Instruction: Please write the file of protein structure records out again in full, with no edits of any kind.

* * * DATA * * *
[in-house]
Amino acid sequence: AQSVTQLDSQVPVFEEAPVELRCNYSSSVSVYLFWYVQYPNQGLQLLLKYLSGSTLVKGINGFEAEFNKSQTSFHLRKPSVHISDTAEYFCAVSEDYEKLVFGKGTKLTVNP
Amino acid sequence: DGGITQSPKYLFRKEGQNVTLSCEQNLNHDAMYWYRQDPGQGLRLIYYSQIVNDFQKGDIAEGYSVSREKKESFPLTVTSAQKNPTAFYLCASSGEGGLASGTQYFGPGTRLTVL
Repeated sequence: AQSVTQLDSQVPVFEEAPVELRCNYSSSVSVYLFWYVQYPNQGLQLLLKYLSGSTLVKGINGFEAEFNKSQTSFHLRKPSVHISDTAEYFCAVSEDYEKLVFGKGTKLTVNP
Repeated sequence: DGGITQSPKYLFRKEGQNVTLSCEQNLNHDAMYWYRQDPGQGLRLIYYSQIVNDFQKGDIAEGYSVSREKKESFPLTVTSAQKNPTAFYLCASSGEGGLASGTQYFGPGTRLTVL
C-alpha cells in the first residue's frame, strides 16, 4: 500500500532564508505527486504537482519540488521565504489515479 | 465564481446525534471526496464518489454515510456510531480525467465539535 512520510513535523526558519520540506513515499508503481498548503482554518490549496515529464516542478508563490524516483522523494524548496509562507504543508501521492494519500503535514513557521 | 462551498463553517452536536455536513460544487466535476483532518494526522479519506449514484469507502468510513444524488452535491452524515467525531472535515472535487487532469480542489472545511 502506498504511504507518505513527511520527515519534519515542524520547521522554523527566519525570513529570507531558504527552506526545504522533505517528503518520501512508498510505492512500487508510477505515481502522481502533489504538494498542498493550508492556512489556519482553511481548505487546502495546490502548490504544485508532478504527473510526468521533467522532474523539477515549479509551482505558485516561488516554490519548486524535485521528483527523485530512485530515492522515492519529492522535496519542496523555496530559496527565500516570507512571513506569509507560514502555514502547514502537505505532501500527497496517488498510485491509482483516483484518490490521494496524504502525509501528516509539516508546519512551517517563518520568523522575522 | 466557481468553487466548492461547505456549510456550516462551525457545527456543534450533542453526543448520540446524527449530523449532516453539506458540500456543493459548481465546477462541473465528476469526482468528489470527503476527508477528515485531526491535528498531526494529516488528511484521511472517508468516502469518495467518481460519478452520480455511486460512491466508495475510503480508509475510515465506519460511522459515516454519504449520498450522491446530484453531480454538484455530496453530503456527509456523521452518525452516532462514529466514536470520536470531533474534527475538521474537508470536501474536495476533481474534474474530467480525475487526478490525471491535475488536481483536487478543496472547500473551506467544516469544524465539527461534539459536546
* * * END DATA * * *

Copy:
[in-house]
Amino acid sequence: AQSVTQLDSQVPVFEEAPVELRCNYSSSVSVYLFWYVQYPNQGLQLLLKYLSGSTLVKGINGFEAEFNKSQTSFHLRKPSVHISDTAEYFCAVSEDYEKLVFGKGTKLTVNP
Amino acid sequence: DGGITQSPKYLFRKEGQNVTLSCEQNLNHDAMYWYRQDPGQGLRLIYYSQIVNDFQKGDIAEGYSVSREKKESFPLTVTSAQKNPTAFYLCASSGEGGLASGTQYFGPGTRLTVL
Repeated sequence: AQSVTQLDSQVPVFEEAPVELRCNYSSSVSVYLFWYVQYPNQGLQLLLKYLSGSTLVKGINGFEAEFNKSQTSFHLRKPSVHISDTAEYFCAVSEDYEKLVFGKGTKLTVNP
Repeated sequence: DGGITQSPKYLFRKEGQNVTLSCEQNLNHDAMYWYRQDPGQGLRLIYYSQIVNDFQKGDIAEGYSVSREKKESFPLTVTSAQKNPTAFYLCASSGEGGLASGTQYFGPGTRLTVL
C-alpha cells in the first residue's frame, strides 16, 4: 500500500532564508505527486504537482519540488521565504489515479 | 465564481446525534471526496464518489454515510456510531480525467465539535 512520510513535523526558519520540506513515499508503481498548503482554518490549496515529464516542478508563490524516483522523494524548496509562507504543508501521492494519500503535514513557521 | 462551498463553517452536536455536513460544487466535476483532518494526522479519506449514484469507502468510513444524488452535491452524515467525531472535515472535487487532469480542489472545511 502506498504511504507518505513527511520527515519534519515542524520547521522554523527566519525570513529570507531558504527552506526545504522533505517528503518520501512508498510505492512500487508510477505515481502522481502533489504538494498542498493550508492556512489556519482553511481548505487546502495546490502548490504544485508532478504527473510526468521533467522532474523539477515549479509551482505558485516561488516554490519548486524535485521528483527523485530512485530515492522515492519529492522535496519542496523555496530559496527565500516570507512571513506569509507560514502555514502547514502537505505532501500527497496517488498510485491509482483516483484518490490521494496524504502525509501528516509539516508546519512551517517563518520568523522575522 | 466557481468553487466548492461547505456549510456550516462551525457545527456543534450533542453526543448520540446524527449530523449532516453539506458540500456543493459548481465546477462541473465528476469526482468528489470527503476527508477528515485531526491535528498531526494529516488528511484521511472517508468516502469518495467518481460519478452520480455511486460512491466508495475510503480508509475510515465506519460511522459515516454519504449520498450522491446530484453531480454538484455530496453530503456527509456523521452518525452516532462514529466514536470520536470531533474534527475538521474537508470536501474536495476533481474534474474530467480525475487526478490525471491535475488536481483536487478543496472547500473551506467544516469544524465539527461534539459536546